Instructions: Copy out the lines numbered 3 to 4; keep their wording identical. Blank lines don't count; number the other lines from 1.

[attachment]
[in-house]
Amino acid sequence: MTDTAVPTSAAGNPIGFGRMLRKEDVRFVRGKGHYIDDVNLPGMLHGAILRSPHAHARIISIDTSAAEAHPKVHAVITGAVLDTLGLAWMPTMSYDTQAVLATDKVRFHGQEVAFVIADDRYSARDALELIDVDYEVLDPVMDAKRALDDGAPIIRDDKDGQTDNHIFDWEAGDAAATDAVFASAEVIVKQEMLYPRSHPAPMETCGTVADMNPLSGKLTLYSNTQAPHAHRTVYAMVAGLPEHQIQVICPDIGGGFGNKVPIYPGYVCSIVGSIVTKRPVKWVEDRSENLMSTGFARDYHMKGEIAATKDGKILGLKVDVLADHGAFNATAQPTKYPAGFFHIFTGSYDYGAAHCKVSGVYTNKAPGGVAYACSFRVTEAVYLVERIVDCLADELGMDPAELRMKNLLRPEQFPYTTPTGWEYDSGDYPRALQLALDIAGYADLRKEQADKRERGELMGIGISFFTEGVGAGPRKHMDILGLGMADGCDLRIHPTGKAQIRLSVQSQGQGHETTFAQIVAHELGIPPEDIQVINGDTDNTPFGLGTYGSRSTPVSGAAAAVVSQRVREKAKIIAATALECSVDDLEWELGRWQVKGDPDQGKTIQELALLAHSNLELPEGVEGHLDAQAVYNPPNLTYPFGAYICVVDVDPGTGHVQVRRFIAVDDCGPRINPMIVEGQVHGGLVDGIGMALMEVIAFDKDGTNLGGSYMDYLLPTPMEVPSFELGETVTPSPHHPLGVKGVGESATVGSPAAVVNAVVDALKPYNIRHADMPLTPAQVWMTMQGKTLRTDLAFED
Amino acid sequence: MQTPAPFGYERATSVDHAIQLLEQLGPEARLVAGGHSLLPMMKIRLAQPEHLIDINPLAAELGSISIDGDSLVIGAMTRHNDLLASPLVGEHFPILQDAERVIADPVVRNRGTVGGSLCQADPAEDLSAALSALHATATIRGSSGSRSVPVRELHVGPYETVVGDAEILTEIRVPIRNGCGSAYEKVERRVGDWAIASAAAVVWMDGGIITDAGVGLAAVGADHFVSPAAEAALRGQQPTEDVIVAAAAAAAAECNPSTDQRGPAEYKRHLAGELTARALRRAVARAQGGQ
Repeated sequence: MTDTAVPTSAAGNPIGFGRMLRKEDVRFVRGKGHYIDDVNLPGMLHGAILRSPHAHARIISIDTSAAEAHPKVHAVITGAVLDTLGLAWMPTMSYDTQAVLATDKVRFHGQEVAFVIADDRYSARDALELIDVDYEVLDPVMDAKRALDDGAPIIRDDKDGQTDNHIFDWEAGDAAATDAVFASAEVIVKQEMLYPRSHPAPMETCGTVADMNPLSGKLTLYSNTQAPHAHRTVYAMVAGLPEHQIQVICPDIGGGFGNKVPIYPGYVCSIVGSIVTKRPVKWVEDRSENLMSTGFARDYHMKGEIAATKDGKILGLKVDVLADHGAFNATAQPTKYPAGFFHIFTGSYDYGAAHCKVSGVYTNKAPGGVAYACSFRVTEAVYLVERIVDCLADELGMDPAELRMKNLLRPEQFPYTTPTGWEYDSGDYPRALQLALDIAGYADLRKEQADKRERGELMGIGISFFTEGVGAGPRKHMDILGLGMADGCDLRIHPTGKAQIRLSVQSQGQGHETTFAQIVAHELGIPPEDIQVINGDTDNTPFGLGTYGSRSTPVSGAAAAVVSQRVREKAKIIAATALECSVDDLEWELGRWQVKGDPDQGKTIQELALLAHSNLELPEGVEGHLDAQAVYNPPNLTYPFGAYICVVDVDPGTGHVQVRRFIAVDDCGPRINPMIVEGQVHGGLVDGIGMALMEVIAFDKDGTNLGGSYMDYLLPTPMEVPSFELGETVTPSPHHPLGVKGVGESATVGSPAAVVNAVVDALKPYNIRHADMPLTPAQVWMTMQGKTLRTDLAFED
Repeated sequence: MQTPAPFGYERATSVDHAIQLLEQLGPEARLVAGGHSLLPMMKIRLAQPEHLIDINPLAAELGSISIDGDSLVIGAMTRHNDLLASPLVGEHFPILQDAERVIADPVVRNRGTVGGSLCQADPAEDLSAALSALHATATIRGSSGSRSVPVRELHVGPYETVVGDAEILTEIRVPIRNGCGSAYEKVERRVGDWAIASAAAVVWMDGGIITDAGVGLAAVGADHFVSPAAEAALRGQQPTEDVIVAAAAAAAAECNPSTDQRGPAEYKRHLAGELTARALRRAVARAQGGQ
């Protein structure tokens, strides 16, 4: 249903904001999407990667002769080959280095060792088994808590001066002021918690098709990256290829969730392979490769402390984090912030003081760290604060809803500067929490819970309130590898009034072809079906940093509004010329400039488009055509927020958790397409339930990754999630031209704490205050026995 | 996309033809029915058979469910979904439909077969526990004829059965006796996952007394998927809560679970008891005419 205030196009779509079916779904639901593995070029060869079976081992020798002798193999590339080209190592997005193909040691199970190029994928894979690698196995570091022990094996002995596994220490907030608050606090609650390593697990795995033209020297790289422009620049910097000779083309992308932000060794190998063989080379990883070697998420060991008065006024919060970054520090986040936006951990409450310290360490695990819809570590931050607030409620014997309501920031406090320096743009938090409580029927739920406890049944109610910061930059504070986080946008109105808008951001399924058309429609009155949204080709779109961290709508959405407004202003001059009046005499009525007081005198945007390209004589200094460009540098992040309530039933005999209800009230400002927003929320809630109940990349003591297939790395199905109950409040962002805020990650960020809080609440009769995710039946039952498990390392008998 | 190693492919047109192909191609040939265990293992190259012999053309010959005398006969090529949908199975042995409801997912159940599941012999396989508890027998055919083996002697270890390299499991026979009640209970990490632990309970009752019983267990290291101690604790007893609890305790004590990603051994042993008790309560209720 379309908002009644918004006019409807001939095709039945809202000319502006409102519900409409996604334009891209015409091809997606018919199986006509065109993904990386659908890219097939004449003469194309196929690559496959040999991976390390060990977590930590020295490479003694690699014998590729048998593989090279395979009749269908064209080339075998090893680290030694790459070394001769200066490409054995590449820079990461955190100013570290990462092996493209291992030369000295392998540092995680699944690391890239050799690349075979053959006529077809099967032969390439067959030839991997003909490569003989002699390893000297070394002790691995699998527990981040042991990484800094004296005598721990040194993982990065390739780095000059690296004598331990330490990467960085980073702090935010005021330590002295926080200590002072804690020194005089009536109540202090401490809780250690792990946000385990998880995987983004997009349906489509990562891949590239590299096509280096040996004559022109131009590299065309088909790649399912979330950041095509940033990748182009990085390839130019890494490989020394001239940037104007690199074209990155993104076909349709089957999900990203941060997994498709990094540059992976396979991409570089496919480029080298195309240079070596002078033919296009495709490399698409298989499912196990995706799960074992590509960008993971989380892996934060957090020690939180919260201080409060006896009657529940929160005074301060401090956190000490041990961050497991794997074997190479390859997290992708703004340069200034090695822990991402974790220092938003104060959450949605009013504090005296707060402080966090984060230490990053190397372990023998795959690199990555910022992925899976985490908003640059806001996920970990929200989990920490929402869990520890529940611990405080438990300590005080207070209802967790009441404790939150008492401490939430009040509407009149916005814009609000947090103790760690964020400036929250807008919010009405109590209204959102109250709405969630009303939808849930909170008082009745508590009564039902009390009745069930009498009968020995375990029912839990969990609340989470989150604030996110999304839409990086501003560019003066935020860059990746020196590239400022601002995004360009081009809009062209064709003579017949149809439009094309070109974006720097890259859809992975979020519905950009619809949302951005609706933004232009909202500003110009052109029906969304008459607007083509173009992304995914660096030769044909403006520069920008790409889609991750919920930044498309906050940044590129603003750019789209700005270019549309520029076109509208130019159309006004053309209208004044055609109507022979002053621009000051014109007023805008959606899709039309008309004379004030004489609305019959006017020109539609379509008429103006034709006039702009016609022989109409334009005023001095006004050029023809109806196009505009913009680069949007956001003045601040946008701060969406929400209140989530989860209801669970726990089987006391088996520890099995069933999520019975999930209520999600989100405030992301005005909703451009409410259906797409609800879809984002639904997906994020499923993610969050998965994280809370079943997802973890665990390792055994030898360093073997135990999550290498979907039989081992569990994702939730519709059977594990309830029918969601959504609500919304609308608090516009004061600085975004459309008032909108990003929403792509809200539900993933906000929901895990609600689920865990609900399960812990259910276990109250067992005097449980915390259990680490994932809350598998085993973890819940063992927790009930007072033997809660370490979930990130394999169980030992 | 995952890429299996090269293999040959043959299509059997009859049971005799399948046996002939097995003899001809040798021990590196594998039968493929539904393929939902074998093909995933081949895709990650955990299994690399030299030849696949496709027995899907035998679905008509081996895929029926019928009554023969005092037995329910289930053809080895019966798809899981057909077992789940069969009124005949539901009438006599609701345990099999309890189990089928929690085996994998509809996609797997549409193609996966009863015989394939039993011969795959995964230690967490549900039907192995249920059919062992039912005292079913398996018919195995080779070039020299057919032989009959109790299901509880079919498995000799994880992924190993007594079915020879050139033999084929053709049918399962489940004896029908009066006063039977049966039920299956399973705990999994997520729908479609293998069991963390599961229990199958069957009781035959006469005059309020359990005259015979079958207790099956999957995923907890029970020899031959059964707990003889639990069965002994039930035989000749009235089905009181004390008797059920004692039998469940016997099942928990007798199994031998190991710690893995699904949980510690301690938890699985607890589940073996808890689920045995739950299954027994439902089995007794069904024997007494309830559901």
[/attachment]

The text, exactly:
Amino acid sequence: MQTPAPFGYERATSVDHAIQLLEQLGPEARLVAGGHSLLPMMKIRLAQPEHLIDINPLAAELGSISIDGDSLVIGAMTRHNDLLASPLVGEHFPILQDAERVIADPVVRNRGTVGGSLCQADPAEDLSAALSALHATATIRGSSGSRSVPVRELHVGPYETVVGDAEILTEIRVPIRNGCGSAYEKVERRVGDWAIASAAAVVWMDGGIITDAGVGLAAVGADHFVSPAAEAALRGQQPTEDVIVAAAAAAAAECNPSTDQRGPAEYKRHLAGELTARALRRAVARAQGGQ
Repeated sequence: MTDTAVPTSAAGNPIGFGRMLRKEDVRFVRGKGHYIDDVNLPGMLHGAILRSPHAHARIISIDTSAAEAHPKVHAVITGAVLDTLGLAWMPTMSYDTQAVLATDKVRFHGQEVAFVIADDRYSARDALELIDVDYEVLDPVMDAKRALDDGAPIIRDDKDGQTDNHIFDWEAGDAAATDAVFASAEVIVKQEMLYPRSHPAPMETCGTVADMNPLSGKLTLYSNTQAPHAHRTVYAMVAGLPEHQIQVICPDIGGGFGNKVPIYPGYVCSIVGSIVTKRPVKWVEDRSENLMSTGFARDYHMKGEIAATKDGKILGLKVDVLADHGAFNATAQPTKYPAGFFHIFTGSYDYGAAHCKVSGVYTNKAPGGVAYACSFRVTEAVYLVERIVDCLADELGMDPAELRMKNLLRPEQFPYTTPTGWEYDSGDYPRALQLALDIAGYADLRKEQADKRERGELMGIGISFFTEGVGAGPRKHMDILGLGMADGCDLRIHPTGKAQIRLSVQSQGQGHETTFAQIVAHELGIPPEDIQVINGDTDNTPFGLGTYGSRSTPVSGAAAAVVSQRVREKAKIIAATALECSVDDLEWELGRWQVKGDPDQGKTIQELALLAHSNLELPEGVEGHLDAQAVYNPPNLTYPFGAYICVVDVDPGTGHVQVRRFIAVDDCGPRINPMIVEGQVHGGLVDGIGMALMEVIAFDKDGTNLGGSYMDYLLPTPMEVPSFELGETVTPSPHHPLGVKGVGESATVGSPAAVVNAVVDALKPYNIRHADMPLTPAQVWMTMQGKTLRTDLAFED